Red Juice by Hoa Nguyen. Effing Press, $7.
Reviewed by Nikki Widner
Hoa Nguyen's latest chapbook has the same affect that small pictures on walls do. Red Juice imbues the sense of walking into a stranger's house and being fascinated by what may be revealed. Room by room these poems trace the books, interior walls, paintings, portraits, snapshots, furniture, knick-knacs, and floors. The cover also evokes a sense of the everyday, watermelon red flowers, seed, stems, and rabbit on ivory paper, which looks like remnants of a house: wallpaper, bed sheets, and children's book illustration. Each poem is this kind of familiar arrangement, small snapshots of the everyday. Visceral and urgent, they are anything but ordinary.
“Up Nursing then make tea / The word war is far / 'Furry,' / says my boy about the cat / I think anthrax / & small pox vax / Pour hot water on dried nettles / Filter more water for the kettle / Why try / to revive the lyric.”
Her lines in motion turn both inward and outward (kettle and lyric), up and down (war and furry, cat and anthrax). They reflect lists or thoughts, agile and effortless. Yet they are built with rhythmic tension, open and active. In “Up Nursing,” the rhyming patterns are stressed at the end of words and lines (“anthrax / & small pox vax”). They, like her word arrangements, are unexpected sounds and tensions, as if they are replaying an arrival.
Nguyen's lines also disrupt expectation with imaginative leaps: “I could click the Earth / with my finger spin / to continents holding a cardboard box / on my head / I was trying it ou t/ It was an invention” (“Journey with Investigative Bees”). This poem expands outward from the page, from two to four dimensions, a pop-up book folding directions. It is the journey of possibilities, specific with each beginning or with each day.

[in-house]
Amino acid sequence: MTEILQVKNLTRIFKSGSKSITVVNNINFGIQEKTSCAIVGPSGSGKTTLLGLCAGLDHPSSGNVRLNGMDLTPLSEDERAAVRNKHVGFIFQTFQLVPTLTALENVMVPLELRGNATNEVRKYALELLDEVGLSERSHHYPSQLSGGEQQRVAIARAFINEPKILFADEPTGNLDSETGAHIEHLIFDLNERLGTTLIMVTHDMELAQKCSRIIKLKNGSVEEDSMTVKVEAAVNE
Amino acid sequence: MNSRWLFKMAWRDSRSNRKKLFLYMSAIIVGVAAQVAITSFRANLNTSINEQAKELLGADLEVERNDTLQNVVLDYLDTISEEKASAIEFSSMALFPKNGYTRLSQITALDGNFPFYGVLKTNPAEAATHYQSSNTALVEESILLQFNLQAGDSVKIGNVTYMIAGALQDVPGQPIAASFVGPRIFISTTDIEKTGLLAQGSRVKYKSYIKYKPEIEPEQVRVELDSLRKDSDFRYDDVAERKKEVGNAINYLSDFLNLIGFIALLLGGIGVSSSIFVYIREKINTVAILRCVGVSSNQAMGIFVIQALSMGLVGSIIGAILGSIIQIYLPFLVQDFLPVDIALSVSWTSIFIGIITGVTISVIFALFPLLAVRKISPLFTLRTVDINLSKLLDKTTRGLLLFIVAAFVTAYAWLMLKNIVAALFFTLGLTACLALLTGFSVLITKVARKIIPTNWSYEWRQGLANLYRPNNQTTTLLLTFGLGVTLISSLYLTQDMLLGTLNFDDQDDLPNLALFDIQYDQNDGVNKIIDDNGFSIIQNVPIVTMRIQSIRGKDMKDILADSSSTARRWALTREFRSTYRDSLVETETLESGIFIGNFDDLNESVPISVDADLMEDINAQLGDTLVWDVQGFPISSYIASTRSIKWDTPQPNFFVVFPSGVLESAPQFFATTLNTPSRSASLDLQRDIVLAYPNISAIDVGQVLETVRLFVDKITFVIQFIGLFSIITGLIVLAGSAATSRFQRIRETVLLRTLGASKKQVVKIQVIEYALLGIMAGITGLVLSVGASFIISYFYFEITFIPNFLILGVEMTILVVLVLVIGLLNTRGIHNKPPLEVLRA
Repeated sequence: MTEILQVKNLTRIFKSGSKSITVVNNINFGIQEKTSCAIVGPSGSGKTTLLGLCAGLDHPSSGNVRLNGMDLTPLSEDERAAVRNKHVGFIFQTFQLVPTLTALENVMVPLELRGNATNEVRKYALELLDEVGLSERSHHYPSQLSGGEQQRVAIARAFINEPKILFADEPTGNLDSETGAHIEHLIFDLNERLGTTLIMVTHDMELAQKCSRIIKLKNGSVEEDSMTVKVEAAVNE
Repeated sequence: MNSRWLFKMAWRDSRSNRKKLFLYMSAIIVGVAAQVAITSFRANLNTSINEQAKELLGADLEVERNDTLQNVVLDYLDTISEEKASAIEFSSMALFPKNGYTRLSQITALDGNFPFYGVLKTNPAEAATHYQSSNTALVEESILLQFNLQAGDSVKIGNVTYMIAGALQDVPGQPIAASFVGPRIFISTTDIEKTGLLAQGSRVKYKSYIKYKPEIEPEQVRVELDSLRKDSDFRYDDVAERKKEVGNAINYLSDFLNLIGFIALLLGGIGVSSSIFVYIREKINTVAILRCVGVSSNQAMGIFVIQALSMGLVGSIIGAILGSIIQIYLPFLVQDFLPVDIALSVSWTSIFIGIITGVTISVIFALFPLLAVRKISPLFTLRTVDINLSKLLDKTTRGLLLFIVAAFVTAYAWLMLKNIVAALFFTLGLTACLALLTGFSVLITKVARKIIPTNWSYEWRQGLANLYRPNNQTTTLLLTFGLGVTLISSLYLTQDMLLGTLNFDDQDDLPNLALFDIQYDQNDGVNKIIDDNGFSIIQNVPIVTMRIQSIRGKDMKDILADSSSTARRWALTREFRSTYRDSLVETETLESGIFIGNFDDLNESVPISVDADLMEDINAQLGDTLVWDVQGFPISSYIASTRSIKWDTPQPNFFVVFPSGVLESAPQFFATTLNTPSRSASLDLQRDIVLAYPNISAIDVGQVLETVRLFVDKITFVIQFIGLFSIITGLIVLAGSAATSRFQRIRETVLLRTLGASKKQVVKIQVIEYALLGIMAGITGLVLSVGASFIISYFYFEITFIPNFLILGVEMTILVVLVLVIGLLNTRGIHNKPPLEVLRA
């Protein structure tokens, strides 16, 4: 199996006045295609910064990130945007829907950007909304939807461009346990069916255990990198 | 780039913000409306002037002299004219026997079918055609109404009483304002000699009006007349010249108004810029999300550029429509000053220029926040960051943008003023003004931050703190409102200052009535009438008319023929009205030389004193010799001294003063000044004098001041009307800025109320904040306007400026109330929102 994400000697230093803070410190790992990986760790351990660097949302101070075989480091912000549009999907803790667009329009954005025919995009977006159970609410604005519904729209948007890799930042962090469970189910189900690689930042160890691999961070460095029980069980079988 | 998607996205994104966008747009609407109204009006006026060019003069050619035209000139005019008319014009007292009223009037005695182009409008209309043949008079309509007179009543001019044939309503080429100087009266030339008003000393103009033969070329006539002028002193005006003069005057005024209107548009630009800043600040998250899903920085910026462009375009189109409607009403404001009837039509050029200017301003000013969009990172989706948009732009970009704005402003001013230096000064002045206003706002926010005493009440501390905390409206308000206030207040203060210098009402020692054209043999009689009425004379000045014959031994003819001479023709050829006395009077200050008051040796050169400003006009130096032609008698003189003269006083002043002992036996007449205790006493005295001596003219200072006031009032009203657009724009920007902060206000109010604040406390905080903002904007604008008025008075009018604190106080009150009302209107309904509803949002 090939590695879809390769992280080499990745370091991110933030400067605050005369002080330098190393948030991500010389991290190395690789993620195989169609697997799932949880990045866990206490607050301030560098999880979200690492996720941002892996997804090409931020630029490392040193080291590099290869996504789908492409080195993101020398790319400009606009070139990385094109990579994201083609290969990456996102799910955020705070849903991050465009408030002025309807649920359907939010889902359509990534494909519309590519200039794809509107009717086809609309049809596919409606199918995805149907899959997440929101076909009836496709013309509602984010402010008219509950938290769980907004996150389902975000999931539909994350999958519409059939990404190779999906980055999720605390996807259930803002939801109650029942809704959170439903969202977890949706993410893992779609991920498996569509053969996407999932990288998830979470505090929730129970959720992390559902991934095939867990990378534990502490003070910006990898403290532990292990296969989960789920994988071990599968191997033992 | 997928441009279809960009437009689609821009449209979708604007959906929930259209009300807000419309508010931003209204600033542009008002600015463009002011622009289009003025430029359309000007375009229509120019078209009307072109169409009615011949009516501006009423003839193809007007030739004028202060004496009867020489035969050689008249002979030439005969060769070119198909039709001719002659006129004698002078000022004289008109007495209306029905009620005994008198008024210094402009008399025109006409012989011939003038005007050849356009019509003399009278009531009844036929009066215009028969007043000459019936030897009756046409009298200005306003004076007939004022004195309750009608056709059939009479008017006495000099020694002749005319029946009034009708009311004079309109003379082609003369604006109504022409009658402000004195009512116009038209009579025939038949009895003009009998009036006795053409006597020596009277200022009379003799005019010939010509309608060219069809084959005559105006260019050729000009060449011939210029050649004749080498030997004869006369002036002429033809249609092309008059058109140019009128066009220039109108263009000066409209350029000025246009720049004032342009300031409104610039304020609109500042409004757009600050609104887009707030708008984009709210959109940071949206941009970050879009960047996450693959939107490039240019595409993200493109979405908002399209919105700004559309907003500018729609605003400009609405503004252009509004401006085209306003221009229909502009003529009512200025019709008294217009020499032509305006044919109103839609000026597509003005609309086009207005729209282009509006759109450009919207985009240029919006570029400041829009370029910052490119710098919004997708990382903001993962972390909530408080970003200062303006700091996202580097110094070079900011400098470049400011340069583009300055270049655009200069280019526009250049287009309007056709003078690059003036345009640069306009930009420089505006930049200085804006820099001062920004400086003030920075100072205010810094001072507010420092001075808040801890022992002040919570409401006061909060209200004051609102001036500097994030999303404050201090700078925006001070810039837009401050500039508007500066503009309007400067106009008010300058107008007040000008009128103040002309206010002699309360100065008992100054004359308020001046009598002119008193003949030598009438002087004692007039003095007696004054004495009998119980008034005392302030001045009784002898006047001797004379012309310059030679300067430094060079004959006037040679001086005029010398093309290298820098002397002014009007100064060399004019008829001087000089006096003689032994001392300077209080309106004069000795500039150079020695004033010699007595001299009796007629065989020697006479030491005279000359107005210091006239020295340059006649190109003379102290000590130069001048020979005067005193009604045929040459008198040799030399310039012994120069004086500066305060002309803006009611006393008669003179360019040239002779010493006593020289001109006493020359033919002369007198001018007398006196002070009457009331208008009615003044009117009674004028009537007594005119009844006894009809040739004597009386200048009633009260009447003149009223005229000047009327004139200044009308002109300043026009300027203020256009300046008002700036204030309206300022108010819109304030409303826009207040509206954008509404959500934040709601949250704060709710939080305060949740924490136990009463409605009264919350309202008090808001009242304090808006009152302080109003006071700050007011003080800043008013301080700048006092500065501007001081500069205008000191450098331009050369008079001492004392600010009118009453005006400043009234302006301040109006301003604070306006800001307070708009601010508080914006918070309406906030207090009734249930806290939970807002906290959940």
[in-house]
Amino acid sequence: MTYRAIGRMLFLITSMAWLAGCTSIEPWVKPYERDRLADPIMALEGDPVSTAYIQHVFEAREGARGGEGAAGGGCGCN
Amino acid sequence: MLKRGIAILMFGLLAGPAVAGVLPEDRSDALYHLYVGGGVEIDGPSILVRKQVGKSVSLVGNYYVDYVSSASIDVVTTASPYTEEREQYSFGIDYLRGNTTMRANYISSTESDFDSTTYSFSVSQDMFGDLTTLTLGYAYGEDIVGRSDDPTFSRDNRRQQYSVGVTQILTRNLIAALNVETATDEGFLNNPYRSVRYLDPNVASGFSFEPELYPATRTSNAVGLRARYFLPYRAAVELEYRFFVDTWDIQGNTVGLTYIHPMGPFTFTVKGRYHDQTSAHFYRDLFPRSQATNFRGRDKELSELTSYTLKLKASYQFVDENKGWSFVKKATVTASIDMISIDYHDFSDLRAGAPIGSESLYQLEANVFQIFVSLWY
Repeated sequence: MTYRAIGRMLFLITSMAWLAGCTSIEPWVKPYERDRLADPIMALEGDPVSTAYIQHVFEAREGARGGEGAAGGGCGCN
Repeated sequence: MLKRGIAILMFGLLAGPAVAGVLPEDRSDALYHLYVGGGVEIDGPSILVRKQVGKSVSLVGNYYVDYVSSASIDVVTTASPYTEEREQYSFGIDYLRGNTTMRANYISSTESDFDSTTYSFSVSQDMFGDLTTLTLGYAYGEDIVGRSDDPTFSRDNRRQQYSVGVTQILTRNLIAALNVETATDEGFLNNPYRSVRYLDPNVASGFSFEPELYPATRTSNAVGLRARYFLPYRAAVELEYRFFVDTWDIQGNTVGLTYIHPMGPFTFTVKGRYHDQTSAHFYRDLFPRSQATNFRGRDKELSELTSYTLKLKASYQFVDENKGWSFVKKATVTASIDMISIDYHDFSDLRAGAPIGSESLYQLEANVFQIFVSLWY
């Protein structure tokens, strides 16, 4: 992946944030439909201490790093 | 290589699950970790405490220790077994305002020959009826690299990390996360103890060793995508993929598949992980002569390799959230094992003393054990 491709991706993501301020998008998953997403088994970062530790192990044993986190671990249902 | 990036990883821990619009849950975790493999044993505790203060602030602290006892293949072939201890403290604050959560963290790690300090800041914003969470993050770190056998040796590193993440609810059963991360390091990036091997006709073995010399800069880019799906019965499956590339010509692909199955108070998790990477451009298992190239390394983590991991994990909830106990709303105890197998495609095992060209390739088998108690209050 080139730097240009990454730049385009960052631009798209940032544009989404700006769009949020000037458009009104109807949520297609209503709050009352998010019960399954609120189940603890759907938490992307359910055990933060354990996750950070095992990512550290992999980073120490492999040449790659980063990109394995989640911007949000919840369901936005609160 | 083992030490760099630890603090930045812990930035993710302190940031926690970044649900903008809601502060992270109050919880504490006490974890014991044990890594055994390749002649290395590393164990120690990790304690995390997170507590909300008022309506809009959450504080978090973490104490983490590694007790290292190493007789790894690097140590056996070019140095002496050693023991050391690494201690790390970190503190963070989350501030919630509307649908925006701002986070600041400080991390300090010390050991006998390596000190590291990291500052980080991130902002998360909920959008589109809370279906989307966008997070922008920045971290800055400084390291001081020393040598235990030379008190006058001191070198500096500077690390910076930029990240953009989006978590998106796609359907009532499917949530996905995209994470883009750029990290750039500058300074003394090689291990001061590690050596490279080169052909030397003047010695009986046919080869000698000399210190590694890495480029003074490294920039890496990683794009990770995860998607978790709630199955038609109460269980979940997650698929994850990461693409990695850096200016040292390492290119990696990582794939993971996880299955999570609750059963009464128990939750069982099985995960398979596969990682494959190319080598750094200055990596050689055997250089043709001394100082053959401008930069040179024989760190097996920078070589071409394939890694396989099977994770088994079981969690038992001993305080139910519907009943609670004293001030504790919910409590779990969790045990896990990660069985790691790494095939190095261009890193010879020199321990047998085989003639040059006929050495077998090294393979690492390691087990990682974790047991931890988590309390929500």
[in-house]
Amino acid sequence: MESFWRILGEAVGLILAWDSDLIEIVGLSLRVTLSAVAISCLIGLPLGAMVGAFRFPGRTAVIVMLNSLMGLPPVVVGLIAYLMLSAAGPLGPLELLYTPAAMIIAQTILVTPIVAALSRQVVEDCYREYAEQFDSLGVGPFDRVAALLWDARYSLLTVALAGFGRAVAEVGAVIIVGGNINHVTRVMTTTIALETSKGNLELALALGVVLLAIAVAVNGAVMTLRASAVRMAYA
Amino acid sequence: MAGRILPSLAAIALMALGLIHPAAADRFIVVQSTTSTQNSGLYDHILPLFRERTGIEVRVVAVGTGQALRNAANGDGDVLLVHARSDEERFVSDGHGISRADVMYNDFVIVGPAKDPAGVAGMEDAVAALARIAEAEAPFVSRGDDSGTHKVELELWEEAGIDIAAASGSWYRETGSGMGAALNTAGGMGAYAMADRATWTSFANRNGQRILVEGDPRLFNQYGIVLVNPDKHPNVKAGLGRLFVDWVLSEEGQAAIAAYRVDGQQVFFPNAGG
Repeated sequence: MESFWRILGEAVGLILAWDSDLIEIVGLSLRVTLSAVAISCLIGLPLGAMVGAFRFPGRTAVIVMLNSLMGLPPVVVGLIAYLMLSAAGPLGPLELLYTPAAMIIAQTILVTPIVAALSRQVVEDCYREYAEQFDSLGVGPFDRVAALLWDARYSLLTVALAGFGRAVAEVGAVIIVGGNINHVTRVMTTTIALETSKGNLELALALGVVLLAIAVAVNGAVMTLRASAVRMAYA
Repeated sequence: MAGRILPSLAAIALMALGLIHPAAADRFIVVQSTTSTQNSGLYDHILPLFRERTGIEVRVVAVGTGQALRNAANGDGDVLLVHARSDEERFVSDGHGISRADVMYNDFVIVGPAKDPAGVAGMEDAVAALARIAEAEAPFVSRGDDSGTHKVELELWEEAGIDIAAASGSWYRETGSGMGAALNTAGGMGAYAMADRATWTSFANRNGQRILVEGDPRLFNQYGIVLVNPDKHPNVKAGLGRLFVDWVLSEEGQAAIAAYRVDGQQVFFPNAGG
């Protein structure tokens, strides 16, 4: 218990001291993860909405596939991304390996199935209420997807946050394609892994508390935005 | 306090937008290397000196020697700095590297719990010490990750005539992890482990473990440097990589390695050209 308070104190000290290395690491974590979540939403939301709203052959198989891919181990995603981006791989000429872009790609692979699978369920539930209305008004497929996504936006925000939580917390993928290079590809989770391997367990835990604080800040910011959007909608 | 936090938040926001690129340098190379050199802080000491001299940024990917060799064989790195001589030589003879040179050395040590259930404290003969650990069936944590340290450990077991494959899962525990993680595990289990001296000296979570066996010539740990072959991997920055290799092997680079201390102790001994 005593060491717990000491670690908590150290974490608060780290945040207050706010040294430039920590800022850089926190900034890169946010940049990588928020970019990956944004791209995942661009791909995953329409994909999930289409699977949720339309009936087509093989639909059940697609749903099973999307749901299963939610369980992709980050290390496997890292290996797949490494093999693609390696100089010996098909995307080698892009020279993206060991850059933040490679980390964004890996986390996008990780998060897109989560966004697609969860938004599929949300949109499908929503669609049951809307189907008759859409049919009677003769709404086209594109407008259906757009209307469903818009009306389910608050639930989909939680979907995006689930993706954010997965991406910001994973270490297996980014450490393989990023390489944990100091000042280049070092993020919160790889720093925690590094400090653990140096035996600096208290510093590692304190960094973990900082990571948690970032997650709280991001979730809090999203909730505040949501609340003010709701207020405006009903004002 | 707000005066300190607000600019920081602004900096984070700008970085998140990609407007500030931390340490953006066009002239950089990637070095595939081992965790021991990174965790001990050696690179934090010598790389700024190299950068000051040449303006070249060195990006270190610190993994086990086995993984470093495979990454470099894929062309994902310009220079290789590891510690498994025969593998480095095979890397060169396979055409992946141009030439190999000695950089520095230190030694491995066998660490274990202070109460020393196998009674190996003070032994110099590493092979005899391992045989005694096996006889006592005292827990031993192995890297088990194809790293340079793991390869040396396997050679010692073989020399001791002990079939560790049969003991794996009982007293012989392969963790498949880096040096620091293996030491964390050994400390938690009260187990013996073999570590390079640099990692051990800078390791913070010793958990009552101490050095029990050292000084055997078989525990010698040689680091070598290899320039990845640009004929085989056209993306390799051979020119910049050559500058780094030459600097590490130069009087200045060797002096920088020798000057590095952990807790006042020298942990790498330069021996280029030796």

“the lake was skinned Membranes /” exemplifies a physicality rooted in the poems' space (“YESTERDAY”). It is the reader, too, who belongs in these poems, who finds familiarity in a welcoming home. The walls made of dreams, stones in small hands, gold lacquered coasters and the smell and sound of eggs cracking and potatoes frying. Or the relationship between the shapes: stones, eggs, potatoes, earth merging in the act of creation, “The muse with cookies.”
Balancing such forces as destruction and creation, the poems refuse simplistic dualities. Opening the poem through disruption, layers of sound fold into timelessness. These limits are self-imposed, weaving tiny frameworks for greater discovery. “I am she who unknots the cord / and lashes us boatless.” This is how we travel in Red Juice, boatless floating in liquid. We are written into a small frame that stills us quiet, contemplating our journey and hoping that after the last page we can enter again, soon. We carry these pictures in memory and shapes in hand, shared but often discarded moments. What we are left with is the memory from her rhymes, her pattern making.